Thursday, August 18, 2016

The Struggle is Real

Parenting is a struggle.  In so many ways.  Every day there are struggles.  The same struggles, new struggles.  Sometimes it is the tantrums, the millions of questions (hourly), the battle of wills, the messes, the laundry. The list goes on.  But tonight the struggle was different for me.  Tonight my 10 month old baby boy cried every time I put him in his crib.  Normally at night I will nurse him, rock him for a minute or two with his paci in, and lay him down in his crib awake and he will roll around until he puts himself to sleep.  But tonight he needed me.  And it got me thinking about these struggles of parenthood.  

I struggle with wanting my baby to learn to put himself to sleep, vs wanting him to need me. Some nights, I love that he is so comforted by me, and I can just feel his little body relax in my arms as he drifts to sleep.  And on those nights it breaks my heart to feel him tense up, and hear him start to cry when I lay him down.  

My practical side says to follow my routine: rock him for a couple minutes, lay him down with his paci and walk out of the room.  But my sentimental side, my motherly side, says to pick up my baby!  He is crying, it’s out of the norm, he needs me.  

And that train of thought got me thinking about other similar struggles.  My toddler is a talker.  He is non stop talking from the moment he wakes up, until the moment he falls asleep.  And it is everything from questions (why, why, why…) to stories of things he has seen and done, to his “future” plans of being a builder, and tower crane operator and building skyscrapers.  And many days, my husband and I make eye contact across the kitchen, and just give an internal sigh.  When will we get some quiet???  But what will happen when we do get that quiet?  What happens when our babies grow up and we aren’t the ones they want to tell all of their thoughts to?  When we can’t get more than one word answers or grunts from them?  I am pretty positive we will miss these days.  We will miss the constant stories, and the imagination running wild.  We will miss his 3 year old attempts at negotiating dessert, and tv shows and bed times.  We will miss how easily he could make his baby brother laugh and how protective he is of him around other people.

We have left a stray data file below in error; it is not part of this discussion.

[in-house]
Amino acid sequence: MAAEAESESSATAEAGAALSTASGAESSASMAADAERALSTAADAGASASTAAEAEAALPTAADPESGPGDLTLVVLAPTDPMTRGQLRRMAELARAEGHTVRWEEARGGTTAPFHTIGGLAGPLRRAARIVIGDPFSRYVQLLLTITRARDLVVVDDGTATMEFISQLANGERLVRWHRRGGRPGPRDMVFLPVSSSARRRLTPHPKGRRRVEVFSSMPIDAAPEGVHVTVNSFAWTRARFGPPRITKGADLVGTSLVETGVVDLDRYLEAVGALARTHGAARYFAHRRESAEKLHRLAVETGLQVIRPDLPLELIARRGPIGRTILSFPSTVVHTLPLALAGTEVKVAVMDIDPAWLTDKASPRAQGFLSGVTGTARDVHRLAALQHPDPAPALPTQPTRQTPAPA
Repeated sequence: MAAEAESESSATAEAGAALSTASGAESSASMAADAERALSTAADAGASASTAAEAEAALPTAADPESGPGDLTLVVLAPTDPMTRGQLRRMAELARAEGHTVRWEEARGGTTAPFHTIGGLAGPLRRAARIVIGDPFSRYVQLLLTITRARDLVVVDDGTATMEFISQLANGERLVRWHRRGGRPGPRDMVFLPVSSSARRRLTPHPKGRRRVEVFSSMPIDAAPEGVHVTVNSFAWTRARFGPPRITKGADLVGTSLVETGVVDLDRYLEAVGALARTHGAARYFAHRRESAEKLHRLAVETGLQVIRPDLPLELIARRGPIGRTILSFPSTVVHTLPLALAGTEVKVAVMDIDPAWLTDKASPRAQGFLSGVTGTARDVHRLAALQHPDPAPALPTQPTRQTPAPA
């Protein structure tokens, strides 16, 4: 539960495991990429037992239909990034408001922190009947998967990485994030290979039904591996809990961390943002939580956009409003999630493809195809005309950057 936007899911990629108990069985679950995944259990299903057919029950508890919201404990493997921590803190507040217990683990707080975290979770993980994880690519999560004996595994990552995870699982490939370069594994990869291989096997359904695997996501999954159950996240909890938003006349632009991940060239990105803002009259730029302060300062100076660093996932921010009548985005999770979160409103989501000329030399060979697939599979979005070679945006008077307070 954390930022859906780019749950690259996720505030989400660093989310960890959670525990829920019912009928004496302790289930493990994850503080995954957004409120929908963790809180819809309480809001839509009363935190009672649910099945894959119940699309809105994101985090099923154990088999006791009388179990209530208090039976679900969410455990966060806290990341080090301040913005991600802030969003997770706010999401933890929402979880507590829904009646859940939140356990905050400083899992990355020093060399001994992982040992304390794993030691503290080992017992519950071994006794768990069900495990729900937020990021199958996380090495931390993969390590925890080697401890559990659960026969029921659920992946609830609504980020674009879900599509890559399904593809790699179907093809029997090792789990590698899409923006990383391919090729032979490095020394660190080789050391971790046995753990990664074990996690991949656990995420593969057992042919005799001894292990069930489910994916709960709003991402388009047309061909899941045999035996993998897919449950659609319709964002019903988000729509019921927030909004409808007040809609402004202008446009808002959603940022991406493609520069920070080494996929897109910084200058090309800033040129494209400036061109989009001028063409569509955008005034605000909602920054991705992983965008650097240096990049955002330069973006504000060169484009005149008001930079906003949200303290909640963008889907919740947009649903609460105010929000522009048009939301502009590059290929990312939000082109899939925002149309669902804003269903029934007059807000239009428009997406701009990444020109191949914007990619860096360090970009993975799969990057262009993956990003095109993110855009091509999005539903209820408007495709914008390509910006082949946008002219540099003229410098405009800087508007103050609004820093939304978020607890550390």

There are countless things like this in parenting that I try to remind myself of when the struggle threatens to break me.  When I have answered the 300th question by 10am, I try to remember that I am helping him learn his world.  He trusts me with his world and I am his most trusted source.  When he refuses to go play unless I come with him, I try to remember that very soon, there will be a day when I am no longer cool.  When my baby is cranky and teething, I try to remember how easily I can comfort him compared to later in life, when my hugs and kisses will be last on his list.  

So often we struggle with what we should do as parents, vs what we want to do, or what our gut tells us.  And tonight I realized that that is part of the beauty of parenting.  We get to decide what is best for us and our kids at that moment.  Each moment (however repetitive it feels) is unique.  And our reactions to those moments should be the same.